BILL MOYERS: Well, let me walk you through this, because it's a fascinating part of your book. You've indicated that during the Republican primaries this spring, he'd be on TV picking off one Republican candidate after another. Palin, Cain, Bachmann, Gingrich. Rick Perry, Trump—
KARL ROVE: You know, now a, you know, a joke candidate, let him go ahead and announce for election on the apprentice. The American people aren't going to be hiring him and certainly the Republicans are not going to be hiring him in the Republican primary.
BILL MOYERS: Then he would write a column about it in the Wall Street Journal, actually fulfilling the strategy he had spelled out.
CRAIG UNGER: One by one, another Republican candidate would surge ahead of Romney. There was Rick Perry, there was Santorum and so forth. And just as they surged, Rove would strike out at them, and sometimes it was very discretely, and it would be through putting millions and millions of dollars into an anti-Santorum campaign.
BILL MOYERS: Most people have probably forgotten that the press ran with the story that Romney won the Iowa caucus, when a few days later Santorum turned out to be the real winner.
CHRIS WALLACE: Karl, you've just gotten some word from a source in the Republican National Committee. Tell us what it is.
BILL MOYERS: He was on Fox News with Chris Wallace. And he says, in fact, "Romney's going to come out the champion here," when in fact, Santorum was winning.
KARL ROVE: And that it will show an 18 vote victory in that precinct for Mitt Romney, which will give him a statewide victory of 14 votes over Rick Santorum. […]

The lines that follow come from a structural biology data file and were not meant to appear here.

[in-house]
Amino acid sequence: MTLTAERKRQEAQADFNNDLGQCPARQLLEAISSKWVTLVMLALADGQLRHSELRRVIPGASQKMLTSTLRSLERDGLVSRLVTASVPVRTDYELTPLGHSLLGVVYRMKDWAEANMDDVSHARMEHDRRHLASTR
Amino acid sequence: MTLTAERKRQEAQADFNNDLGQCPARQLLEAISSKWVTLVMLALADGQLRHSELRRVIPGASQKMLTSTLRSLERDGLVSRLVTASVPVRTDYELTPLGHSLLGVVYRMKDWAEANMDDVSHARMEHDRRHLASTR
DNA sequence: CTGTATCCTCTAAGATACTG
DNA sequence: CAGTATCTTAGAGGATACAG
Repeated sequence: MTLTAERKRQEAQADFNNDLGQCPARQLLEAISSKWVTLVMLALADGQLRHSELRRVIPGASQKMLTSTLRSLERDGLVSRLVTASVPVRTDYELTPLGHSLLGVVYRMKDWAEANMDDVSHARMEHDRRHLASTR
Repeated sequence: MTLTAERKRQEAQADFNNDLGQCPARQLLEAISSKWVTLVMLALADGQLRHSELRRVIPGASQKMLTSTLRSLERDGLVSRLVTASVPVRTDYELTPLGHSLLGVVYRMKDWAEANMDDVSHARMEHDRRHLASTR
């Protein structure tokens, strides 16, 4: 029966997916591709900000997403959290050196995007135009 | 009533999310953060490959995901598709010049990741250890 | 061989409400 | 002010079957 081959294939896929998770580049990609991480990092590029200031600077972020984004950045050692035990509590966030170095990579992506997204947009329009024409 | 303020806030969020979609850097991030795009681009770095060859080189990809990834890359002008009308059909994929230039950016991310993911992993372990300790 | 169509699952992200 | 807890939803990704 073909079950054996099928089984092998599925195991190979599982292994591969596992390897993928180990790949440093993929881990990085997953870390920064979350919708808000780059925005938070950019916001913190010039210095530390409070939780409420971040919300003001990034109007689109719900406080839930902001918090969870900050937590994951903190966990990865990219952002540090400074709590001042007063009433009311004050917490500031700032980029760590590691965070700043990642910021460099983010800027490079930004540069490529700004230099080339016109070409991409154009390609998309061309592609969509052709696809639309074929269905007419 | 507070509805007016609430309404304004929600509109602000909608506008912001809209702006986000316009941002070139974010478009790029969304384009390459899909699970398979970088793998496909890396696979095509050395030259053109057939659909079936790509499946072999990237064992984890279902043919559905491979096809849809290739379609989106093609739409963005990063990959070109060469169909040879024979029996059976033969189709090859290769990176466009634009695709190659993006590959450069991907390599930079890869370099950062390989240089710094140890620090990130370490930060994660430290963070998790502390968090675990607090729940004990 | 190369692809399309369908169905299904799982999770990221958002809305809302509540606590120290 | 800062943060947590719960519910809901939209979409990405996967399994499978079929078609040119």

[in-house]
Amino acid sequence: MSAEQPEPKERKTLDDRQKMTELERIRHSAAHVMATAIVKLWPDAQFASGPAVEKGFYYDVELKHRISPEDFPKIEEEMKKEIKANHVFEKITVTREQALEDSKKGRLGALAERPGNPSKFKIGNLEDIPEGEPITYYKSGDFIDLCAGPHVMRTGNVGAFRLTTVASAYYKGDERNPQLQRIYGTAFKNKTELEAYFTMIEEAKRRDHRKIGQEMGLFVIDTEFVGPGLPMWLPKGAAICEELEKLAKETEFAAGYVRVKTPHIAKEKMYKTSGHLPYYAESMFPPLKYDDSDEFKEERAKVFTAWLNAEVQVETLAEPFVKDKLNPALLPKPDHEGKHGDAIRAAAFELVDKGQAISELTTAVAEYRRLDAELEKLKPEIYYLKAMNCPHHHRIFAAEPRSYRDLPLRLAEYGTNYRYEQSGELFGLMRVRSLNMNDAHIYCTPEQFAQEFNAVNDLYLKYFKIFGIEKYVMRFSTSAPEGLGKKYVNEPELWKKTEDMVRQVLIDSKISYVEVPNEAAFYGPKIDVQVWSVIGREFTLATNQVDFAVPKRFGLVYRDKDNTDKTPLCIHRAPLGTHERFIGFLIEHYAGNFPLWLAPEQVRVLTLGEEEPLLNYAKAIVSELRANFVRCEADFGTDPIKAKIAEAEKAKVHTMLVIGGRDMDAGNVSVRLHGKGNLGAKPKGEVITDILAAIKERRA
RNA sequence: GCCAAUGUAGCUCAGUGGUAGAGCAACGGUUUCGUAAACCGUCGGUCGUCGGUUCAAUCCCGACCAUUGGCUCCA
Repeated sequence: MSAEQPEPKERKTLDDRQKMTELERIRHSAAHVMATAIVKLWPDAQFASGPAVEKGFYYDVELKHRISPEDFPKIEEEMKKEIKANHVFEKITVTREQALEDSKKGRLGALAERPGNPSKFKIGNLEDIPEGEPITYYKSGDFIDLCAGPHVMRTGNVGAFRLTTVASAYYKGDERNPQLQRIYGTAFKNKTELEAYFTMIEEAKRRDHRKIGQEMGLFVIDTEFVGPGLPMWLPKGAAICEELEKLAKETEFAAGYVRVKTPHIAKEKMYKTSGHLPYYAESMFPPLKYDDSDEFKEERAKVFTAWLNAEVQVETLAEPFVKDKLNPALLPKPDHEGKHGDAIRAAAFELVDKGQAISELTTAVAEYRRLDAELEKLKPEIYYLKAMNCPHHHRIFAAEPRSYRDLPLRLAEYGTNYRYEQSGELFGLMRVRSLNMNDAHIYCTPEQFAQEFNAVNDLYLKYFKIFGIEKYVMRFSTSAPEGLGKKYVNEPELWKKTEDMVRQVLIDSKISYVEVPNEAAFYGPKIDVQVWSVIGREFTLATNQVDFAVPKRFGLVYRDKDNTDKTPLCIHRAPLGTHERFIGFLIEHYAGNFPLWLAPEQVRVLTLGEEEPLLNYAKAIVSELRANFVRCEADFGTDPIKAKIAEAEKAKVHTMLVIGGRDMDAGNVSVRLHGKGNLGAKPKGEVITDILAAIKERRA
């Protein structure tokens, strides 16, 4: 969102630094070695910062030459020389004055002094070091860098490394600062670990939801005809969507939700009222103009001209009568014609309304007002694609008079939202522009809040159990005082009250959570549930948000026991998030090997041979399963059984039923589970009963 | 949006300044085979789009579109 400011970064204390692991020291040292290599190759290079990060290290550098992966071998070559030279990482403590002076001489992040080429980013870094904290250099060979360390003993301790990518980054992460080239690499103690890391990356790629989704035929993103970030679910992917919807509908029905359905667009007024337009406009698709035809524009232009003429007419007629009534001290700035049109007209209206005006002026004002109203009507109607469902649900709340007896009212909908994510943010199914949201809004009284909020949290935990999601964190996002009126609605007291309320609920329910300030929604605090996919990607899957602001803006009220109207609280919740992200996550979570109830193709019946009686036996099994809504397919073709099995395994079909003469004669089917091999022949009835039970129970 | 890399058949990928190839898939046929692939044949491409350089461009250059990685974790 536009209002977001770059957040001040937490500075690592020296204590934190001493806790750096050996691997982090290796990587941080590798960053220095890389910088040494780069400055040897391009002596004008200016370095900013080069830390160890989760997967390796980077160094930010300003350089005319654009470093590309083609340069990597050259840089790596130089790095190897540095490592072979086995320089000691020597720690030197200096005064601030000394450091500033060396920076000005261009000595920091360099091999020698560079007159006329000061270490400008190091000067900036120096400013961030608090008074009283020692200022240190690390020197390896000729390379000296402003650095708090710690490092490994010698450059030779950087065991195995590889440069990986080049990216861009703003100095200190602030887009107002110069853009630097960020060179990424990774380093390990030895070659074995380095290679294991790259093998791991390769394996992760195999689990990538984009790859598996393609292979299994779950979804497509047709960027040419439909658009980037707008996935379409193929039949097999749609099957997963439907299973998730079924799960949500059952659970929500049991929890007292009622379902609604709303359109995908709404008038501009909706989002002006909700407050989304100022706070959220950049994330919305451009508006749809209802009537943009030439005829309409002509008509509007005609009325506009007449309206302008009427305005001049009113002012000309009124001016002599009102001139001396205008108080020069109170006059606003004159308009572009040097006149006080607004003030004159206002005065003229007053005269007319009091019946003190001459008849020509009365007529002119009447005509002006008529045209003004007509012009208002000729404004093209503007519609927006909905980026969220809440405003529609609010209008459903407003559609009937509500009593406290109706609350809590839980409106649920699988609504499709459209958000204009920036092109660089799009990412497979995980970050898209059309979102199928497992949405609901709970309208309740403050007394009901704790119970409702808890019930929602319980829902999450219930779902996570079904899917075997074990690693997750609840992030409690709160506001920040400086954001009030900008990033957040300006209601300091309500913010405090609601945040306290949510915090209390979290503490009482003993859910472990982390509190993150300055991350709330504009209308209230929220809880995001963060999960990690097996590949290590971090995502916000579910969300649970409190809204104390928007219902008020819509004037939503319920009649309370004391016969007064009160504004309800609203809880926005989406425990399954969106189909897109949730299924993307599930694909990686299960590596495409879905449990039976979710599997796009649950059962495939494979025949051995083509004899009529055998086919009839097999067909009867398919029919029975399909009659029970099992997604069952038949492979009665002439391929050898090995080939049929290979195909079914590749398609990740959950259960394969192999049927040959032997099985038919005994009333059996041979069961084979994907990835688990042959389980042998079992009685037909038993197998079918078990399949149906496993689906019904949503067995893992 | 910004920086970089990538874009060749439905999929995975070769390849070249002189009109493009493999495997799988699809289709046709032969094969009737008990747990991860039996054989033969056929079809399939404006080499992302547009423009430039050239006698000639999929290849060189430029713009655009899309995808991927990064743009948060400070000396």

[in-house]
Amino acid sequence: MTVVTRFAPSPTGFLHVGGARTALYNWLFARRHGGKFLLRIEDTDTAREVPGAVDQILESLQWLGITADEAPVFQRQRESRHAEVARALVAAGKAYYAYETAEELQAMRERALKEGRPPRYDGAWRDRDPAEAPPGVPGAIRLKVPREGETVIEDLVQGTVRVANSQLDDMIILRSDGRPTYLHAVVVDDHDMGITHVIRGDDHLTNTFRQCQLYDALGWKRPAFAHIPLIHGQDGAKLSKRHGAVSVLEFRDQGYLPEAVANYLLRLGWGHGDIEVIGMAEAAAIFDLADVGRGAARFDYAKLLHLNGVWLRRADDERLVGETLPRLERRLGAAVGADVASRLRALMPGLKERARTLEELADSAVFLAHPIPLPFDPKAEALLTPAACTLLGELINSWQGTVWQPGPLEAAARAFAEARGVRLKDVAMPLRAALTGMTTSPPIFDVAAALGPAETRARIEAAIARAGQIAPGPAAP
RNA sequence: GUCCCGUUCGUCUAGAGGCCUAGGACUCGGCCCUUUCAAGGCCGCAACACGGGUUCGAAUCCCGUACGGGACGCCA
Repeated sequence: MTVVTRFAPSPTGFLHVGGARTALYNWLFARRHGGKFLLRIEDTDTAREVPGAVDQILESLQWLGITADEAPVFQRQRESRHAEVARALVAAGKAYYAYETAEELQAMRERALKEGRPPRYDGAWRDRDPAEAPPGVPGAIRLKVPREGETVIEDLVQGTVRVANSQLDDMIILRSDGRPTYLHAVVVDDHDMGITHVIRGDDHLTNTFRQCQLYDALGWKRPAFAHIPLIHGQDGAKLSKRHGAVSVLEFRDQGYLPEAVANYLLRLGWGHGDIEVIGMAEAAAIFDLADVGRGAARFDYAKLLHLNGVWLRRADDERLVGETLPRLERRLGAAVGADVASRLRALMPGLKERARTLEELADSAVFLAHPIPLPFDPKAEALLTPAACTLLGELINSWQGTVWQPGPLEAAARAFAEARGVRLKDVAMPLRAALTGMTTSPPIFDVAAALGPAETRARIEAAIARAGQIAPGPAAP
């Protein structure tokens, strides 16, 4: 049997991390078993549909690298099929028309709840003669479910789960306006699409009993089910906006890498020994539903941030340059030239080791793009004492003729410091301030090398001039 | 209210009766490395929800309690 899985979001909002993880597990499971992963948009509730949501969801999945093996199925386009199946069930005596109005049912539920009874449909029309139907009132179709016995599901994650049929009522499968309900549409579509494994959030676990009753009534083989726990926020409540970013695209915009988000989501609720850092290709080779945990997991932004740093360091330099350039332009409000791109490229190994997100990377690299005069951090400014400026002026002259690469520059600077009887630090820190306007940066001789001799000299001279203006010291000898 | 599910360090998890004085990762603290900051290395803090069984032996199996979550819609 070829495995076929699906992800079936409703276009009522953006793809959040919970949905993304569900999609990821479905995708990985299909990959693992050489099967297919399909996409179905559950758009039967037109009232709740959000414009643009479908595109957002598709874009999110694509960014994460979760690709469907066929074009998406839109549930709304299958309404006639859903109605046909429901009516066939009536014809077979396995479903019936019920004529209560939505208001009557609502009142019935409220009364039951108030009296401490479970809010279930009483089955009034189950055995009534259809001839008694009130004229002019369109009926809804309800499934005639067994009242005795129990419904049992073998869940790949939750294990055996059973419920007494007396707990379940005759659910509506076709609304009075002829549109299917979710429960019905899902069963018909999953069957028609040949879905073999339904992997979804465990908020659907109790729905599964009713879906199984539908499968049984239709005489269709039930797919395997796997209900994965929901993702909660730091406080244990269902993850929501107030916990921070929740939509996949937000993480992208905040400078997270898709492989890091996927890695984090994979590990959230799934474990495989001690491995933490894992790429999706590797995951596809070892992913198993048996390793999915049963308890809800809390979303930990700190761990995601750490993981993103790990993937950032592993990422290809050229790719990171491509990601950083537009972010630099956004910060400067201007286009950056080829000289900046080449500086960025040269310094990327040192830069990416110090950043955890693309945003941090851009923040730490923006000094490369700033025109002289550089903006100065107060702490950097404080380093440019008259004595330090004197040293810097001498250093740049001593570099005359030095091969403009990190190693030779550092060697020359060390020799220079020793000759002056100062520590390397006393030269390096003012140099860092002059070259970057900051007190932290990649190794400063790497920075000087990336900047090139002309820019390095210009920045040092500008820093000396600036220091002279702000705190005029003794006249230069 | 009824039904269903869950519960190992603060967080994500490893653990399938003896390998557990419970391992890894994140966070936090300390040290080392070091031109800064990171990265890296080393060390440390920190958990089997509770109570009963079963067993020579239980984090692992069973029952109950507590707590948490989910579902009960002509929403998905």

CHRIS WALLACE: Now, I, you know, this is obviously pretty big thing. That Romney is going to win the Iowa Caucuses by 14 votes.
KARL ROVE: By 14 votes.
CHRIS WALLACE: How solid is your evidence for your...
KARL ROVE: From a pretty good, reliable source.
CRAIG UNGER: So, he is able to almost literally count the votes, even though he's not counting correctly.
BILL MOYERS: And he then writes a column to the effect in the Wall Street Journal that Romney won, even though the votes are still not all counted. And then, he directs his super PACs to go after that candidate, after Santorum. So, in effect, he's naming the winner before the votes are counted, and then carrying his story out into the public.
CRAIG UNGER: Right. He does two things. He directs the funding, but he's also creating a narrative, and he's brilliant at crafting a narrative, and having not just Fox News, but large portions of the press run with it as well.
BILL MOYERS: Rove once personified the Republican establishment that the Tea Party detested. Now you say he's coopted them, defanged their uncontrollable elements, marginalized their leaders, and seized their resources. How did he do that?